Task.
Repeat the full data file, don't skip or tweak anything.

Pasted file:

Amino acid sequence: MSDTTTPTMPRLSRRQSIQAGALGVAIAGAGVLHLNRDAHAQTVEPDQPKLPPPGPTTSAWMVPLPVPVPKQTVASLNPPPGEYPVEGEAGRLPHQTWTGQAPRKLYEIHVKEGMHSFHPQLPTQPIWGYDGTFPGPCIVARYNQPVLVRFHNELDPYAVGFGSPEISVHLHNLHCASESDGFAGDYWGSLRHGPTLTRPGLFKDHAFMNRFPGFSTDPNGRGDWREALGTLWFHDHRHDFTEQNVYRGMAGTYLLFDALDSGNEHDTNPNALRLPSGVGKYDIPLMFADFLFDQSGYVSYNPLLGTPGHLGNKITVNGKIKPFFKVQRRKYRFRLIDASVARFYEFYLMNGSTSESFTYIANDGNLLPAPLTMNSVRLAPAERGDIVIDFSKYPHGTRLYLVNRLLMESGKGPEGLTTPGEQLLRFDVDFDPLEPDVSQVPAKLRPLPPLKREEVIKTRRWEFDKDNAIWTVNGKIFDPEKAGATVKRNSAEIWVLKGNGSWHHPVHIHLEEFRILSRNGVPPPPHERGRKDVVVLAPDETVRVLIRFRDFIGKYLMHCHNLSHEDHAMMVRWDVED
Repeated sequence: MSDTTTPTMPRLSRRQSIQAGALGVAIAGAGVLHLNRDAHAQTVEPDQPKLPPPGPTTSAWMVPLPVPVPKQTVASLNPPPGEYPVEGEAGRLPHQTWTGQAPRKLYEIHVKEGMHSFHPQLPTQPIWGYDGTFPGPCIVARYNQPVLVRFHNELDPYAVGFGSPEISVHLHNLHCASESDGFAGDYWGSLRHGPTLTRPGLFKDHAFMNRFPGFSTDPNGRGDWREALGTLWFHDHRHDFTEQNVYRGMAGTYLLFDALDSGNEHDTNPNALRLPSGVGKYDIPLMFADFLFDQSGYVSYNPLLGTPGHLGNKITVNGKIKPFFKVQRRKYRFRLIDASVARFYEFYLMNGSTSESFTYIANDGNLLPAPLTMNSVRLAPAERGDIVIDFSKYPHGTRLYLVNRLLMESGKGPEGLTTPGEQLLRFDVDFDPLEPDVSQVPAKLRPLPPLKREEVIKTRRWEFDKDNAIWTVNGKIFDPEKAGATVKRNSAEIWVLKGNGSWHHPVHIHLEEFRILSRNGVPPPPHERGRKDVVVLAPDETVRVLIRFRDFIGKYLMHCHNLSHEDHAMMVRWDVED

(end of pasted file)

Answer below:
Amino acid sequence: MSDTTTPTMPRLSRRQSIQAGALGVAIAGAGVLHLNRDAHAQTVEPDQPKLPPPGPTTSAWMVPLPVPVPKQTVASLNPPPGEYPVEGEAGRLPHQTWTGQAPRKLYEIHVKEGMHSFHPQLPTQPIWGYDGTFPGPCIVARYNQPVLVRFHNELDPYAVGFGSPEISVHLHNLHCASESDGFAGDYWGSLRHGPTLTRPGLFKDHAFMNRFPGFSTDPNGRGDWREALGTLWFHDHRHDFTEQNVYRGMAGTYLLFDALDSGNEHDTNPNALRLPSGVGKYDIPLMFADFLFDQSGYVSYNPLLGTPGHLGNKITVNGKIKPFFKVQRRKYRFRLIDASVARFYEFYLMNGSTSESFTYIANDGNLLPAPLTMNSVRLAPAERGDIVIDFSKYPHGTRLYLVNRLLMESGKGPEGLTTPGEQLLRFDVDFDPLEPDVSQVPAKLRPLPPLKREEVIKTRRWEFDKDNAIWTVNGKIFDPEKAGATVKRNSAEIWVLKGNGSWHHPVHIHLEEFRILSRNGVPPPPHERGRKDVVVLAPDETVRVLIRFRDFIGKYLMHCHNLSHEDHAMMVRWDVED
Repeated sequence: MSDTTTPTMPRLSRRQSIQAGALGVAIAGAGVLHLNRDAHAQTVEPDQPKLPPPGPTTSAWMVPLPVPVPKQTVASLNPPPGEYPVEGEAGRLPHQTWTGQAPRKLYEIHVKEGMHSFHPQLPTQPIWGYDGTFPGPCIVARYNQPVLVRFHNELDPYAVGFGSPEISVHLHNLHCASESDGFAGDYWGSLRHGPTLTRPGLFKDHAFMNRFPGFSTDPNGRGDWREALGTLWFHDHRHDFTEQNVYRGMAGTYLLFDALDSGNEHDTNPNALRLPSGVGKYDIPLMFADFLFDQSGYVSYNPLLGTPGHLGNKITVNGKIKPFFKVQRRKYRFRLIDASVARFYEFYLMNGSTSESFTYIANDGNLLPAPLTMNSVRLAPAERGDIVIDFSKYPHGTRLYLVNRLLMESGKGPEGLTTPGEQLLRFDVDFDPLEPDVSQVPAKLRPLPPLKREEVIKTRRWEFDKDNAIWTVNGKIFDPEKAGATVKRNSAEIWVLKGNGSWHHPVHIHLEEFRILSRNGVPPPPHERGRKDVVVLAPDETVRVLIRFRDFIGKYLMHCHNLSHEDHAMMVRWDVED